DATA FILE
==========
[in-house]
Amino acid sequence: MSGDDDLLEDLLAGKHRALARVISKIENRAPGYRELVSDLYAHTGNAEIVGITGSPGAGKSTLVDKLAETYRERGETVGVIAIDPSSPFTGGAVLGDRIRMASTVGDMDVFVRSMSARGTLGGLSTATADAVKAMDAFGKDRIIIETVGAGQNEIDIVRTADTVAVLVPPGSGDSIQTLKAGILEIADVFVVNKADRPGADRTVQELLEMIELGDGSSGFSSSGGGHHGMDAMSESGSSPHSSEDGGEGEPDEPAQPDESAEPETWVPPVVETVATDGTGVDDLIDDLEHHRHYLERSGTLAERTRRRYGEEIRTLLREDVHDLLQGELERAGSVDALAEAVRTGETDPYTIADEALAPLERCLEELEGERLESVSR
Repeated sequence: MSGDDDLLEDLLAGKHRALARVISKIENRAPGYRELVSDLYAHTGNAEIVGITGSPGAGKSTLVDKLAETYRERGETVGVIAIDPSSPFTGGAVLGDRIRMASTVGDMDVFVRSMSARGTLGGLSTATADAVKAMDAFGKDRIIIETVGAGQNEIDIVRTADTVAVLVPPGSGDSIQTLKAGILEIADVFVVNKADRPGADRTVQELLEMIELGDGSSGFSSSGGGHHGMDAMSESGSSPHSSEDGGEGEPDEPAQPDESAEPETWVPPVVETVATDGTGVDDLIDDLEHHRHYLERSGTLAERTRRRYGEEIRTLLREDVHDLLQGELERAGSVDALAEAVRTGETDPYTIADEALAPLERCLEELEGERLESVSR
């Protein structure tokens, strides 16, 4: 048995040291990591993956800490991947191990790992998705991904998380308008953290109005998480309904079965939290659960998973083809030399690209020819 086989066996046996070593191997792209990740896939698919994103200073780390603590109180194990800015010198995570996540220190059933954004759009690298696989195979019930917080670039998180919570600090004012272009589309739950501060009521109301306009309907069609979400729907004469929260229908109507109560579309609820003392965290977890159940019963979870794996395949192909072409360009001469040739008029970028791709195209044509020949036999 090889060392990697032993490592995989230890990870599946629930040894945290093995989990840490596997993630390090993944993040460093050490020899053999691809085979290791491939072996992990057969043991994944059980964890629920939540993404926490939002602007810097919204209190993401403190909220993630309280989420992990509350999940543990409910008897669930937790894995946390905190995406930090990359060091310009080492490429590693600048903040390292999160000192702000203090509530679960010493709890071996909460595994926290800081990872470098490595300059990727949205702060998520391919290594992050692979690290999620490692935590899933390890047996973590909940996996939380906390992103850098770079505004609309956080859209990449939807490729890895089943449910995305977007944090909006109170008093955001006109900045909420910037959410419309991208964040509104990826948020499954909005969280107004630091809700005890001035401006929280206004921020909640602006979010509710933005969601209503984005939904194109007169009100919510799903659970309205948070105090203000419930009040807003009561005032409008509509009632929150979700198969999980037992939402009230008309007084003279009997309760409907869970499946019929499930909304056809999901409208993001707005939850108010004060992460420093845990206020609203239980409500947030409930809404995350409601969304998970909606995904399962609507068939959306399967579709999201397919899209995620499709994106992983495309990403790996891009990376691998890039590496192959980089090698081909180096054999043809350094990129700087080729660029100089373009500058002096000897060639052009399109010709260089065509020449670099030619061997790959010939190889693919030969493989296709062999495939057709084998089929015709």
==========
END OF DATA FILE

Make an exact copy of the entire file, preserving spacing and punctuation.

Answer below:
[in-house]
Amino acid sequence: MSGDDDLLEDLLAGKHRALARVISKIENRAPGYRELVSDLYAHTGNAEIVGITGSPGAGKSTLVDKLAETYRERGETVGVIAIDPSSPFTGGAVLGDRIRMASTVGDMDVFVRSMSARGTLGGLSTATADAVKAMDAFGKDRIIIETVGAGQNEIDIVRTADTVAVLVPPGSGDSIQTLKAGILEIADVFVVNKADRPGADRTVQELLEMIELGDGSSGFSSSGGGHHGMDAMSESGSSPHSSEDGGEGEPDEPAQPDESAEPETWVPPVVETVATDGTGVDDLIDDLEHHRHYLERSGTLAERTRRRYGEEIRTLLREDVHDLLQGELERAGSVDALAEAVRTGETDPYTIADEALAPLERCLEELEGERLESVSR
Repeated sequence: MSGDDDLLEDLLAGKHRALARVISKIENRAPGYRELVSDLYAHTGNAEIVGITGSPGAGKSTLVDKLAETYRERGETVGVIAIDPSSPFTGGAVLGDRIRMASTVGDMDVFVRSMSARGTLGGLSTATADAVKAMDAFGKDRIIIETVGAGQNEIDIVRTADTVAVLVPPGSGDSIQTLKAGILEIADVFVVNKADRPGADRTVQELLEMIELGDGSSGFSSSGGGHHGMDAMSESGSSPHSSEDGGEGEPDEPAQPDESAEPETWVPPVVETVATDGTGVDDLIDDLEHHRHYLERSGTLAERTRRRYGEEIRTLLREDVHDLLQGELERAGSVDALAEAVRTGETDPYTIADEALAPLERCLEELEGERLESVSR
């Protein structure tokens, strides 16, 4: 048995040291990591993956800490991947191990790992998705991904998380308008953290109005998480309904079965939290659960998973083809030399690209020819 086989066996046996070593191997792209990740896939698919994103200073780390603590109180194990800015010198995570996540220190059933954004759009690298696989195979019930917080670039998180919570600090004012272009589309739950501060009521109301306009309907069609979400729907004469929260229908109507109560579309609820003392965290977890159940019963979870794996395949192909072409360009001469040739008029970028791709195209044509020949036999 090889060392990697032993490592995989230890990870599946629930040894945290093995989990840490596997993630390090993944993040460093050490020899053999691809085979290791491939072996992990057969043991994944059980964890629920939540993404926490939002602007810097919204209190993401403190909220993630309280989420992990509350999940543990409910008897669930937790894995946390905190995406930090990359060091310009080492490429590693600048903040390292999160000192702000203090509530679960010493709890071996909460595994926290800081990872470098490595300059990727949205702060998520391919290594992050692979690290999620490692935590899933390890047996973590909940996996939380906390992103850098770079505004609309956080859209990449939807490729890895089943449910995305977007944090909006109170008093955001006109900045909420910037959410419309991208964040509104990826948020499954909005969280107004630091809700005890001035401006929280206004921020909640602006979010509710933005969601209503984005939904194109007169009100919510799903659970309205948070105090203000419930009040807003009561005032409008509509009632929150979700198969999980037992939402009230008309007084003279009997309760409907869970499946019929499930909304056809999901409208993001707005939850108010004060992460420093845990206020609203239980409500947030409930809404995350409601969304998970909606995904399962609507068939959306399967579709999201397919899209995620499709994106992983495309990403790996891009990376691998890039590496192959980089090698081909180096054999043809350094990129700087080729660029100089373009500058002096000897060639052009399109010709260089065509020449670099030619061997790959010939190889693919030969493989296709062999495939057709084998089929015709």